As an example, here are the ETFs that our model is invested in for April 2021:

Using the Right Tool for the Right Job

One last thing to consider: whether you are using the right instrument for the right job.

I frequently speak with traders that are trying to use their trading to do what their investment portfolio should be doing...which is kind of illogical.

Your investment portfolio should be aimed at generating long-term capital appreciation with minimal downside risk (and this is what we designed the GRP to do). Investment portfolios are meant to put your money to work while you sleep, growing as steadily as possible in order to reach the critical mass you will need during retirement (which is approximately 25x your annual expenses).

So the idea should be to use your work income and your trading income to gradually enlarge your investment portfolio, adding during declines and scaling out a tad at new equity highs, so you can promptly reinvest during the next dip.

Instead, I find that people who are attracted to trading generally think they should trade with their retirement funds in order to grow them quicker than regular investment vehicles can.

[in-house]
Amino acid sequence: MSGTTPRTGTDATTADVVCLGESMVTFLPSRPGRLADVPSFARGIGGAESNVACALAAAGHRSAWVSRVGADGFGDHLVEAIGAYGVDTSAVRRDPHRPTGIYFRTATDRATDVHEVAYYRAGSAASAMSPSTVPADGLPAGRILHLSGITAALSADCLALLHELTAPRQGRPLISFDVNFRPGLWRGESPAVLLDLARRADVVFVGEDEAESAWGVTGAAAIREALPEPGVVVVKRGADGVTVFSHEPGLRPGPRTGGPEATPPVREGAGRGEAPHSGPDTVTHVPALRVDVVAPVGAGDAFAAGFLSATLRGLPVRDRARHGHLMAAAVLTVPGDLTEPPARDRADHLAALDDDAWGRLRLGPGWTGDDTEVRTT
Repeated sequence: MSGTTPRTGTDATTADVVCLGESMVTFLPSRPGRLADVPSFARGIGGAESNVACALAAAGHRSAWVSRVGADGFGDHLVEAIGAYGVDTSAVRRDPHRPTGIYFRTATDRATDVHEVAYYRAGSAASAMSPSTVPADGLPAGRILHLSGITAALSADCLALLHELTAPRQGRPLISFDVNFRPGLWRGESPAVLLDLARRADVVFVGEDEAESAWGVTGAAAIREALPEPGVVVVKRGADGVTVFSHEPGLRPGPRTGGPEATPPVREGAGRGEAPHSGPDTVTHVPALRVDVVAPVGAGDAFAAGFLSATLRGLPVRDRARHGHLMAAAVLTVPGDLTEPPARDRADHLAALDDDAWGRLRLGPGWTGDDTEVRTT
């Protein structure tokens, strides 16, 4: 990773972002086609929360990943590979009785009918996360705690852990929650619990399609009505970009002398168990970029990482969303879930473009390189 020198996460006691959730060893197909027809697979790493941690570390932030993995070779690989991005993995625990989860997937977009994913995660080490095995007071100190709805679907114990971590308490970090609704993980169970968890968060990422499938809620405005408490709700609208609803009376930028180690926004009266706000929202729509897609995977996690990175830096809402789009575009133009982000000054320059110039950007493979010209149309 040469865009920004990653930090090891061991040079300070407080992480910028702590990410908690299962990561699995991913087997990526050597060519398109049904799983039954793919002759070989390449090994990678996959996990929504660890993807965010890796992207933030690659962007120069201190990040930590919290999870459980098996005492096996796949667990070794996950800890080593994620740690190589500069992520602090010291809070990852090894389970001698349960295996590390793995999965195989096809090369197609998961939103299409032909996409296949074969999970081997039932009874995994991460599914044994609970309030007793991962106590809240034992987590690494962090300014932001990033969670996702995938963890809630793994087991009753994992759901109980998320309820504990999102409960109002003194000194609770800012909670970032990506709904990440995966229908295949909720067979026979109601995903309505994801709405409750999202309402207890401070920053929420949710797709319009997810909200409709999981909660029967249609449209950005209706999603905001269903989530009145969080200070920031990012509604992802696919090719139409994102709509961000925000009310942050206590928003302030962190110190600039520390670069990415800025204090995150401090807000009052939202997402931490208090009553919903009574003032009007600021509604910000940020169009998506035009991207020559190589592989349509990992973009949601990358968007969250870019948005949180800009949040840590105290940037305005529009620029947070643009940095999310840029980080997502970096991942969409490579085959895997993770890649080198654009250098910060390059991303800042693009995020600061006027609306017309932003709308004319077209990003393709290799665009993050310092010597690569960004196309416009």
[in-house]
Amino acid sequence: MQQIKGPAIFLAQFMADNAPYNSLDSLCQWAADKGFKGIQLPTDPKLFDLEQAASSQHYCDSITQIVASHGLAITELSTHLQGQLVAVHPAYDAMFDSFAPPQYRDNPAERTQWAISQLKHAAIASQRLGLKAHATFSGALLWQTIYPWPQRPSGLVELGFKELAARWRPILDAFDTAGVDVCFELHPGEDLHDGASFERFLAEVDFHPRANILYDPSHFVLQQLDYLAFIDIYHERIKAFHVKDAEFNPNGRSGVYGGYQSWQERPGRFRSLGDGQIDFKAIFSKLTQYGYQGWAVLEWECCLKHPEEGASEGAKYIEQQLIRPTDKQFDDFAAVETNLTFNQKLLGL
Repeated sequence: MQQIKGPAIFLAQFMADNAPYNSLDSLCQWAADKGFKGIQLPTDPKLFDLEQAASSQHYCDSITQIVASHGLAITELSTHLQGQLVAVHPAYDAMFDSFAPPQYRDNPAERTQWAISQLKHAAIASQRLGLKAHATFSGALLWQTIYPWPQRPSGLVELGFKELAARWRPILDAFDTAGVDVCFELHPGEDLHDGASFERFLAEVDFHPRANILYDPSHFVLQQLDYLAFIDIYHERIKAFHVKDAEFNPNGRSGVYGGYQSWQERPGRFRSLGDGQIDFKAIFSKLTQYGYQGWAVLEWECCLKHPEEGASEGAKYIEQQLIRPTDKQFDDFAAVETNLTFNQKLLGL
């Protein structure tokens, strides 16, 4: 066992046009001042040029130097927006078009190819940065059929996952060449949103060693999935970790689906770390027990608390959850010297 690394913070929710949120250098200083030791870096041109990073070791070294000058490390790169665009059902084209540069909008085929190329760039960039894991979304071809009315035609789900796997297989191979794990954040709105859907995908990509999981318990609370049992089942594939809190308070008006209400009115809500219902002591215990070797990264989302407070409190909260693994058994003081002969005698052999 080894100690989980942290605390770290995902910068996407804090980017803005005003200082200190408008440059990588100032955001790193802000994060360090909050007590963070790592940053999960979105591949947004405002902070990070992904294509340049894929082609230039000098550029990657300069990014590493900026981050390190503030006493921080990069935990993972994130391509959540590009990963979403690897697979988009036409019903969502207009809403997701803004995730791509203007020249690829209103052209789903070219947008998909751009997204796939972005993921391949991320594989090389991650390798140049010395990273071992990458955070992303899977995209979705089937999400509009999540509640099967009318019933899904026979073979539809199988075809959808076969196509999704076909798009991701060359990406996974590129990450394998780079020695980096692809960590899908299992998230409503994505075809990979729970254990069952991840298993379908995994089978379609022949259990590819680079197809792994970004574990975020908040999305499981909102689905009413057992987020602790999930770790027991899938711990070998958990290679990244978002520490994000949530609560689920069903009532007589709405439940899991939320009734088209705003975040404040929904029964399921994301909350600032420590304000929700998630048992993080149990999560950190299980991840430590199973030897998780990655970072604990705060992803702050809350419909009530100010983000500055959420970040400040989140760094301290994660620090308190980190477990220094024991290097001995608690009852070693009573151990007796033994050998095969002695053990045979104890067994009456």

Of course, this logic is flawed for various reasons:

  • trading is a job, which requires work and dedication. It is wiser to setup something that will allow you to grow your savings while you sleep...because at some point in life you will want to sleep more and work less;

  • trading is more difficult than investing for the long-term;

  • trading implies more risk and hence should be done with a smaller amount of funds;

  • trading implies concentrated positions whereas investing is more about diversification.

I'm sure there are more differences than I can think of right now, but you get the point: investing should be a "lazy" and efficient approach to long-term capital appreciation and income generation. Instead, trading is an active endeavour which requires top tier skills.

Use the right tool for the right job:

  • asset allocation models (like the GRP): conservative but consistent long-term growth with strong downside protection;

  • options on stocks (fourthcoming): conservative but consistent income generation;

  • active market timing/trading: a job that can produce strong returns but also requires time, dedication and skill.

I'm here to help you reach your objectives from all points of view (and I'm working towards becoming a Licenced Financial Advisor as well, in order to offer personal advice). But I'd encourage you to look beyond trading, and structure a portfolio that can help you reach important long-term goals which will be essential for your retirement.

The Global Risk Parity model is one of these tools that can help you do this - and at the cost of 1 espresso/day!